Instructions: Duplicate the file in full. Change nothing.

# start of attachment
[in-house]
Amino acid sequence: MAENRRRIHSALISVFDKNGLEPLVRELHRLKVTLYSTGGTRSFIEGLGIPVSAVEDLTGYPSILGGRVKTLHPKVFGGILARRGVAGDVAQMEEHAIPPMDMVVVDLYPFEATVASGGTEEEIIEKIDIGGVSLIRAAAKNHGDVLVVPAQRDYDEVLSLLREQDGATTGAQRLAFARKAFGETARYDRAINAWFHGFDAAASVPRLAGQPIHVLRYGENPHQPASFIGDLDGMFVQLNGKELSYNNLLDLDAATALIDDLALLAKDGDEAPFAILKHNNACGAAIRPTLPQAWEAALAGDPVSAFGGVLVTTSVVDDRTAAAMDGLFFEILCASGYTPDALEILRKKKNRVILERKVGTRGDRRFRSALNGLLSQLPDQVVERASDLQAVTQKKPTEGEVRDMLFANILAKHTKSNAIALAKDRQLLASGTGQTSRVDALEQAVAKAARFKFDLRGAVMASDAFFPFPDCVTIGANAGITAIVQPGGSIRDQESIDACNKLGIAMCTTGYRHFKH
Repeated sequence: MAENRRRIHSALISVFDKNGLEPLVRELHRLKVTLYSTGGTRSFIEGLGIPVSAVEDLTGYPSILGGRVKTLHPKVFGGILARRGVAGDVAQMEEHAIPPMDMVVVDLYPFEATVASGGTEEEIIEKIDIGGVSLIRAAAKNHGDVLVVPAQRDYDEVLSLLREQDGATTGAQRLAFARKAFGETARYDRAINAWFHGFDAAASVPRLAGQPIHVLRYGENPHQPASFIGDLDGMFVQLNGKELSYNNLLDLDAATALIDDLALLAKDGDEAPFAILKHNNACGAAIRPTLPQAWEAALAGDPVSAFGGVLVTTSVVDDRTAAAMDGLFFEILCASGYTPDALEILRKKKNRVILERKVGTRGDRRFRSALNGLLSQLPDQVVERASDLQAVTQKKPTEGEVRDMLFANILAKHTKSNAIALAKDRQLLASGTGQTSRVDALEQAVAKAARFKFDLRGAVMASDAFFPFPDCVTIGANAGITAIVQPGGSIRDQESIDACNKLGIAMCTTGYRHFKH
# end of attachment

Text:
[in-house]
Amino acid sequence: MAENRRRIHSALISVFDKNGLEPLVRELHRLKVTLYSTGGTRSFIEGLGIPVSAVEDLTGYPSILGGRVKTLHPKVFGGILARRGVAGDVAQMEEHAIPPMDMVVVDLYPFEATVASGGTEEEIIEKIDIGGVSLIRAAAKNHGDVLVVPAQRDYDEVLSLLREQDGATTGAQRLAFARKAFGETARYDRAINAWFHGFDAAASVPRLAGQPIHVLRYGENPHQPASFIGDLDGMFVQLNGKELSYNNLLDLDAATALIDDLALLAKDGDEAPFAILKHNNACGAAIRPTLPQAWEAALAGDPVSAFGGVLVTTSVVDDRTAAAMDGLFFEILCASGYTPDALEILRKKKNRVILERKVGTRGDRRFRSALNGLLSQLPDQVVERASDLQAVTQKKPTEGEVRDMLFANILAKHTKSNAIALAKDRQLLASGTGQTSRVDALEQAVAKAARFKFDLRGAVMASDAFFPFPDCVTIGANAGITAIVQPGGSIRDQESIDACNKLGIAMCTTGYRHFKH
Repeated sequence: MAENRRRIHSALISVFDKNGLEPLVRELHRLKVTLYSTGGTRSFIEGLGIPVSAVEDLTGYPSILGGRVKTLHPKVFGGILARRGVAGDVAQMEEHAIPPMDMVVVDLYPFEATVASGGTEEEIIEKIDIGGVSLIRAAAKNHGDVLVVPAQRDYDEVLSLLREQDGATTGAQRLAFARKAFGETARYDRAINAWFHGFDAAASVPRLAGQPIHVLRYGENPHQPASFIGDLDGMFVQLNGKELSYNNLLDLDAATALIDDLALLAKDGDEAPFAILKHNNACGAAIRPTLPQAWEAALAGDPVSAFGGVLVTTSVVDDRTAAAMDGLFFEILCASGYTPDALEILRKKKNRVILERKVGTRGDRRFRSALNGLLSQLPDQVVERASDLQAVTQKKPTEGEVRDMLFANILAKHTKSNAIALAKDRQLLASGTGQTSRVDALEQAVAKAARFKFDLRGAVMASDAFFPFPDCVTIGANAGITAIVQPGGSIRDQESIDACNKLGIAMCTTGYRHFKH